EBP is a problem-solving approach to clinical decision-making within a health care organization. It integrates the best available scientific evidence with the best available experiential (patient and practitioner) evidence. EBP considers internal and external influences on practice and encourages critical thinking in the judicious application of such evidence to the care of individual patients, a patient population, or a system (Newhouse, Dearholt, Poe, Pugh, & White, 2007).
Dearholt, Sandra L., and Dang, Deborah. Johns Hopkins Nursing Evidence-Based Practice : Models and Guidelines (2nd Edition).
Experimental study, randomized controlled trial (RCT)
Systematice review of RCTs, with or without meta-analysis
Systematic review of a combination of RCTs and quasi-experimental, or quasi-experimental studies only, with or without meta-analysis.
Systematic review of a combination of RCTs, quasi-experimental and non-experimental, or non-experimental studies only, with or without meta-analysis.
Qualitative studyorsystematice review, with or without meta-analysis
Opinion of respected authorities and/or nationally recognized expert committees/consensus panels based on scientific evidence.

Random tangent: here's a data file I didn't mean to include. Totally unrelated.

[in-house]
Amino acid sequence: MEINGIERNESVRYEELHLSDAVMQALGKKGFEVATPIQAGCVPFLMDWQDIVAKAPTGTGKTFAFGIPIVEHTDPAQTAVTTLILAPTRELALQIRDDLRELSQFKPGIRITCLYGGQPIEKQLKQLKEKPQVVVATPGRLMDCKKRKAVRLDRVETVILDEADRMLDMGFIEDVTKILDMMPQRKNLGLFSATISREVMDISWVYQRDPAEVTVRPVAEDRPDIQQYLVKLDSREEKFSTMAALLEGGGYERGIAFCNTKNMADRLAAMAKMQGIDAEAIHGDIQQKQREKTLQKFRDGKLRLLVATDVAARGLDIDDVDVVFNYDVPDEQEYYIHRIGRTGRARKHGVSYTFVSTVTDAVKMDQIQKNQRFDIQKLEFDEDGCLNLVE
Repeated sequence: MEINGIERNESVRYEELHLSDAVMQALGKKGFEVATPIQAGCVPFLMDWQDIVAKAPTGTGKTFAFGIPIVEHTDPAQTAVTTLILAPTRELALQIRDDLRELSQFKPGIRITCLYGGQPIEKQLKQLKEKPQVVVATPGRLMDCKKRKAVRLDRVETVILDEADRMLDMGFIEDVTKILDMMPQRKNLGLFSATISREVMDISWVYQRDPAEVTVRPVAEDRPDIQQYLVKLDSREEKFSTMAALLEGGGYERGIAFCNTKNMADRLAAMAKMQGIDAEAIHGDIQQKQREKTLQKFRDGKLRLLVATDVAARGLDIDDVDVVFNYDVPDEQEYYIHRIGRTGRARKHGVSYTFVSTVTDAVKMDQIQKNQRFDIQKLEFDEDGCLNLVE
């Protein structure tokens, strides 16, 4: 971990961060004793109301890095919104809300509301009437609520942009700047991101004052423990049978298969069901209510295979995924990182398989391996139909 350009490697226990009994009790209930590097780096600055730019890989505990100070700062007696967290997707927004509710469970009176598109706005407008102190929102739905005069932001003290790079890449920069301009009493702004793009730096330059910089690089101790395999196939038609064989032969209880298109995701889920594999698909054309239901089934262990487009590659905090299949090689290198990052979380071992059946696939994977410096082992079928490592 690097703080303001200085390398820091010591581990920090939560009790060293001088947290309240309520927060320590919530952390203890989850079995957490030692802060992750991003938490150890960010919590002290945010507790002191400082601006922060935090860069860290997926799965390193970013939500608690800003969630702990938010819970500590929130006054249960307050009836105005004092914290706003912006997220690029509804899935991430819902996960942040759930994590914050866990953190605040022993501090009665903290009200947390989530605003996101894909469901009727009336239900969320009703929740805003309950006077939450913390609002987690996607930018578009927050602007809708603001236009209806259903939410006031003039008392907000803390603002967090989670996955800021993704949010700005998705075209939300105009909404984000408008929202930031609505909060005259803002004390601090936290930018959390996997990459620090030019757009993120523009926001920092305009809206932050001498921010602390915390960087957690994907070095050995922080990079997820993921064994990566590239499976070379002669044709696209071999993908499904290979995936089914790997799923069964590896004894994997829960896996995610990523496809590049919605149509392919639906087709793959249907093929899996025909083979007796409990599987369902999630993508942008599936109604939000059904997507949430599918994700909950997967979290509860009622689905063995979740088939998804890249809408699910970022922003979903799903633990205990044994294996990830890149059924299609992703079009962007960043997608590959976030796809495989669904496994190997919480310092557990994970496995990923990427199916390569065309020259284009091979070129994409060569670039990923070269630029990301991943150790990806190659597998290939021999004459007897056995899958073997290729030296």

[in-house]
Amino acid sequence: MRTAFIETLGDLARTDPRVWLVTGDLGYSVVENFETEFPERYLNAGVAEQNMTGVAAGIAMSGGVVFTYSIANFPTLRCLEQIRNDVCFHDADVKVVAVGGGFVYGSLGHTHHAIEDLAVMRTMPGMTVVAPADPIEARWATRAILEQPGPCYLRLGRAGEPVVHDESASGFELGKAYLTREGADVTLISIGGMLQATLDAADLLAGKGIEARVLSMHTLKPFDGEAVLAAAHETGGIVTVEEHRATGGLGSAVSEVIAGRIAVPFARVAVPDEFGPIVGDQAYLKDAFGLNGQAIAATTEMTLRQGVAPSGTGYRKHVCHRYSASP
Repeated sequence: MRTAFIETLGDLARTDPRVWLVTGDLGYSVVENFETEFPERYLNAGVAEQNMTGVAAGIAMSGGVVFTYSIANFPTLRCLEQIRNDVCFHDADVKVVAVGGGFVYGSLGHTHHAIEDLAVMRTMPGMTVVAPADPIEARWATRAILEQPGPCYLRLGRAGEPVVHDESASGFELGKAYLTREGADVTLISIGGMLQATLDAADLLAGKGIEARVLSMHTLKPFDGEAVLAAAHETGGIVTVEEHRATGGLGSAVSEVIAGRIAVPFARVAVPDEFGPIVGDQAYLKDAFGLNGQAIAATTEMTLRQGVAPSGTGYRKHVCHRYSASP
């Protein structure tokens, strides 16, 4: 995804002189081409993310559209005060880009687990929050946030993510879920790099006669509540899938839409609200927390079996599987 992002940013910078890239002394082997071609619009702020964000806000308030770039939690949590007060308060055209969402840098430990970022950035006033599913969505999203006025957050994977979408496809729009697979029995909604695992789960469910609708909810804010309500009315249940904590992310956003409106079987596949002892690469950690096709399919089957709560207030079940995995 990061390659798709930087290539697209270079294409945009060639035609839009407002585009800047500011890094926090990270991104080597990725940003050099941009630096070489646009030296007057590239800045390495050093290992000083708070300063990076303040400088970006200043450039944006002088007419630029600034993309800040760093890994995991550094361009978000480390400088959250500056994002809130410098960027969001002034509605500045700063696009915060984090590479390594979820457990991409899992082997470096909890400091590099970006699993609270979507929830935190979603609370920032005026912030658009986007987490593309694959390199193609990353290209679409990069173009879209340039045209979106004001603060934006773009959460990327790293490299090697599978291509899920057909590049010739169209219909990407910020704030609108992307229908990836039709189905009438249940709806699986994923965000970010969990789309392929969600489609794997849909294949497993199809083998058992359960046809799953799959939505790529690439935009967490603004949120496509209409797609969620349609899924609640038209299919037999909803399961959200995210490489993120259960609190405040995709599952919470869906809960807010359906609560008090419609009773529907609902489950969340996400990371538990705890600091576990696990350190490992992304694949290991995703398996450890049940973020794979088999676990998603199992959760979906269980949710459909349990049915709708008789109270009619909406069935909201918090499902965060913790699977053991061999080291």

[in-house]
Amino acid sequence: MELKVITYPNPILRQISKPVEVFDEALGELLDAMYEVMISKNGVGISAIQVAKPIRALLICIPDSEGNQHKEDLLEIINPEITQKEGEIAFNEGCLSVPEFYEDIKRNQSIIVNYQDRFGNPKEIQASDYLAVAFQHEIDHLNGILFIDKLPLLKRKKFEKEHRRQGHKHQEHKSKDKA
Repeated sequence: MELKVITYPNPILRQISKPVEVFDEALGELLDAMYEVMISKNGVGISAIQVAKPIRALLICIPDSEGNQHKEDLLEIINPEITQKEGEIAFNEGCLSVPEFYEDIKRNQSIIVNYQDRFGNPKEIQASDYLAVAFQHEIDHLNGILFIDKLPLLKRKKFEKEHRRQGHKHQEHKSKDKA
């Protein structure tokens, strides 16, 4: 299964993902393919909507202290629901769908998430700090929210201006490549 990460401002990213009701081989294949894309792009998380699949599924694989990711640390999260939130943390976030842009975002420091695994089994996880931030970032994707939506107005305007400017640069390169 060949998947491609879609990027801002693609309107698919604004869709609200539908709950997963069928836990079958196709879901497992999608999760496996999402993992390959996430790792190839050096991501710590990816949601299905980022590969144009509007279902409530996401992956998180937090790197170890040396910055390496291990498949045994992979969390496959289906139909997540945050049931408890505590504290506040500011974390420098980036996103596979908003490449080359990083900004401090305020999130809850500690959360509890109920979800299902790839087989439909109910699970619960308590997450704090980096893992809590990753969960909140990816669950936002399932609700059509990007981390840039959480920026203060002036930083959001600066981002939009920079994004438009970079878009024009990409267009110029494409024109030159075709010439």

- Clinical practice guidelines
- Consensus panels
Based on experiential and non-research evidence.
- Literature reviews
- Quality improvement, program or financial evaluation
- Case reports
-Opinion of nationally recognized expert(s) based on experiential evidence
From Johns Hopkins nursing evidence-based practice : Models and Guidelines
Dearholt, S., Dang, Deborah, & Sigma Theta Tau International. (2012). Johns Hopkins Nursing Evidence-based Practice : Models and Guidelines.
The "evidence pyramid" is often used to illustrate the levels of evidence in the literature. When beginning your search for evidence, begin at the highest possible tier.
Filtered information is "pre-appraised." This means that the content has been filtered to include studies and reviews that are of higher quality. Keep in mind that the amount of available literature and the number of problems covered gets smaller as you move up the pyramid.
Unfiltered information represents the original studies. These tiers may not contain studies of high quality and strong evidence, but they cover a much broader range of clinical problems and are much more available.
Source: Dreker, P. (2018). "MSN - Masters of Science in Nursing: Evidence Based Practice". Retrieved from https://libguides.rutgers.edu/c.php?g=534440&p=3655922